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Narrative vs abstract thinking

The awesome power of storytelling

Analytic, abstract thinking is ideal for reporting the regular, the expected, the normal, the ordinary, the unsurprising, the mundane, the things we often take so much for granted that we are hardly conscious that we know them at all.

By contrast, narrative thinking, encapsulated in stories and storytelling, is ideally suited to discussing the exceptional. Narrative thrives on the disruptions from the ordinary, the unexpected, the conflicts, the deviations, the surprises, the unusual. Stories flourish in the overthrow of the existing order by some event or thought that changes our perspective. Stories derive their power from a violation of the normal and the legitimate and the ordinary, which in turn generates the fear and curiosity and excitement which we all feel when listening to a good new story. In this way, stories appeal not only to the mental process of the brain, but are grounded in the feelings of the listener. They thus appeal to both the mind and the heart.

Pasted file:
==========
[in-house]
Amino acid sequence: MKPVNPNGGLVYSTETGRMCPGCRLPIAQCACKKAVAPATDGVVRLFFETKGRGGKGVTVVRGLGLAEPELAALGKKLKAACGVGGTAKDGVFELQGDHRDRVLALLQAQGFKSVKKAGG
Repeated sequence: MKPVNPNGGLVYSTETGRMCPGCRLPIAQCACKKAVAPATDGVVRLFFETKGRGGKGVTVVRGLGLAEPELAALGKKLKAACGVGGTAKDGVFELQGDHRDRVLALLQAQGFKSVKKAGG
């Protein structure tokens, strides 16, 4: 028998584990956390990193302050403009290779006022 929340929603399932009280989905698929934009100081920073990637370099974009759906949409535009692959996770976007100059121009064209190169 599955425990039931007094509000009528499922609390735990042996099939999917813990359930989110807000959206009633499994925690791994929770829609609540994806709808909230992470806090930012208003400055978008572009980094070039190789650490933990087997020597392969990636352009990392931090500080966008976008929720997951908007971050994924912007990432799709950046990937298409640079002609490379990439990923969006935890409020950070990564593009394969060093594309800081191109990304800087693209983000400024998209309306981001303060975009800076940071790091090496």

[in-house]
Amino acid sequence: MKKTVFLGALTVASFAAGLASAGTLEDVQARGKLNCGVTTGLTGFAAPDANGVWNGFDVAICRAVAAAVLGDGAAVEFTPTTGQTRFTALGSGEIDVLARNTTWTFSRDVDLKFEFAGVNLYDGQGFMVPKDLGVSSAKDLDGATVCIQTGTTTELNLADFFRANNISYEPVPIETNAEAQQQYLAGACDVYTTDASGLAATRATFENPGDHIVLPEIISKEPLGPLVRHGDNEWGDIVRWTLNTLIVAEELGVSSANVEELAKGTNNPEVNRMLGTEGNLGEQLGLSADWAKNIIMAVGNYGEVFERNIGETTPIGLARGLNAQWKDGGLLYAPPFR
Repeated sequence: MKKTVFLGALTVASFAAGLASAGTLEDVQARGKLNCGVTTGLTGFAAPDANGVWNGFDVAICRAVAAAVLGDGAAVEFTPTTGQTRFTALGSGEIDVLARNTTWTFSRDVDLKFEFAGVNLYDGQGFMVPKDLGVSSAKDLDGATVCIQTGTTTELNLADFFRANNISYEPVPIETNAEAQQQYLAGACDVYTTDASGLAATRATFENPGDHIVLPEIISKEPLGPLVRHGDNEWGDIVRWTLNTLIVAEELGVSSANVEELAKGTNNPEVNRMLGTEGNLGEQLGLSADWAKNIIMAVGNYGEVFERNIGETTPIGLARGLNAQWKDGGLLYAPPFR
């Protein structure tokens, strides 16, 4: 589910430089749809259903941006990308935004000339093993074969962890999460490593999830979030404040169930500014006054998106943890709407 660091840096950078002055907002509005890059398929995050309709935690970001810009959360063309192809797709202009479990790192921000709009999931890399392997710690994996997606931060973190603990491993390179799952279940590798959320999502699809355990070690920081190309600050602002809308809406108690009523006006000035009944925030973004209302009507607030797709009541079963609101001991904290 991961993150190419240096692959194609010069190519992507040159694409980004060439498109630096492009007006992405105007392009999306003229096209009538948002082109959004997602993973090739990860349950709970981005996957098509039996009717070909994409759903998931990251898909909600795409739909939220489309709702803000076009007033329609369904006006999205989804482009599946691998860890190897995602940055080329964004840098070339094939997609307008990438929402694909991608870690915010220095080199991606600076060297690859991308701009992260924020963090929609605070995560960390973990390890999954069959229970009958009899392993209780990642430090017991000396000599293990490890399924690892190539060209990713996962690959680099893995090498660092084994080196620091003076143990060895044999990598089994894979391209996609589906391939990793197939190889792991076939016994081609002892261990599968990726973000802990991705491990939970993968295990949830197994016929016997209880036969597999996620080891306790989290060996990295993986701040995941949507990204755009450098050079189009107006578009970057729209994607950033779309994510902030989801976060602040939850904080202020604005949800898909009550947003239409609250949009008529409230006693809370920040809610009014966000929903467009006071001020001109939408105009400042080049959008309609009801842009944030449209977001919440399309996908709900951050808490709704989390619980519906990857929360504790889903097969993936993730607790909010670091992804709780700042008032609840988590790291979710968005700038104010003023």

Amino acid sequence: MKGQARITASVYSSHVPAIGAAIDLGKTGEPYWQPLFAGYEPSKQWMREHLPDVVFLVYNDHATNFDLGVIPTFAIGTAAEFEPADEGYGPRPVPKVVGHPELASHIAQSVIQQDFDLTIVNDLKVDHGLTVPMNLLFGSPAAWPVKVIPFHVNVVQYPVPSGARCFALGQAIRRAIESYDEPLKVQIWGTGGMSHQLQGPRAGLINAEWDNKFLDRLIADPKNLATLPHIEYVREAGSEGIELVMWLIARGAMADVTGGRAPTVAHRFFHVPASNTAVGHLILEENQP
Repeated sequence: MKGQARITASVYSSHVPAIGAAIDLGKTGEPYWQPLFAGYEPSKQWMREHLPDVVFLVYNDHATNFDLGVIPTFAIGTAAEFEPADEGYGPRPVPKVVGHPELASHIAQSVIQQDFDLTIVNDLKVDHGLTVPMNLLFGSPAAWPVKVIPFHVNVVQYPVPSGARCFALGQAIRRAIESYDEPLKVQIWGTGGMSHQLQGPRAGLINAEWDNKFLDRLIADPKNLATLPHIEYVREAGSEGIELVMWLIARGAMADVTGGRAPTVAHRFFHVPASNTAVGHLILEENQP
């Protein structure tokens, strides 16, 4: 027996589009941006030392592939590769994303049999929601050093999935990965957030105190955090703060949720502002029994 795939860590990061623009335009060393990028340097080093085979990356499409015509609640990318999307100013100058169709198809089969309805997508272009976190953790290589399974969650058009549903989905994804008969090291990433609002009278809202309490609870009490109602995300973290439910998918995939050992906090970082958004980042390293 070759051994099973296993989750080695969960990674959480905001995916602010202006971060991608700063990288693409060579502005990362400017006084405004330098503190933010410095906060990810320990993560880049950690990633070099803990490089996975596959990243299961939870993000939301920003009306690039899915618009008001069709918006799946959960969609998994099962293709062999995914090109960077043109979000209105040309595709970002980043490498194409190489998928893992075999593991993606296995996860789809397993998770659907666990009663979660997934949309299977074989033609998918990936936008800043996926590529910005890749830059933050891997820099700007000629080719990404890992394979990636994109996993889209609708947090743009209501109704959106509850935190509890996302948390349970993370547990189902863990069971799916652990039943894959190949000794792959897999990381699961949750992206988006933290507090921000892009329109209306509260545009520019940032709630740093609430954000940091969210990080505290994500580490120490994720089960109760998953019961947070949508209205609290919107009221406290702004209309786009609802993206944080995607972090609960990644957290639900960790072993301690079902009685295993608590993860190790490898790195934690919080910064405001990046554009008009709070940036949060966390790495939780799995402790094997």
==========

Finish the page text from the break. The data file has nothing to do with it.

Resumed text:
Stories make the breaches of expectation comprehensible by relating the events to time and place and usually the intentions of the actors. By pointing to the extraordinary, stories - explicitly or implicitly - link the odd with the ordinary, the economical with the exuberant, the prescriptive and the descriptive, the internal subjective and the external objective. Stories provide guidance for the listener about which things should be taken for granted and which need explaining.

"Rather than Talleyrand's canny formula for keeping things ordinary, "N'expliquez jamais" (Never explain), narrative says, "N'expliquez sauf qu'il faut" (Only explain if it is necessary) and it is only necessary when it is an undisguisable deviation." (Bruner, page 349).

Stories revolve around what matters to people. They are human-centered in their essence and we are in consequence naturally drawn to them.

Stories have the power of ascending to the particular from the universal, in contrast to science's power to ascend to the general from the particular.

Stories, unlike logic, are not stopped dead by difficulty or contradiction. Stories thrive on conflict, on clashes of differing wills, on difficulties, on inconsistencies, on the very fault lines of society. We know instinctively that it is in these very fault lines that the keys to the living future lies. We intuitively grasp that this is where innovation comes from. Science and logic thrive on the banal, the regular, the routinely observable, the inert.

Storytelling doesn't undermine science

From Chapter 12 of The Secret Language of Leadership: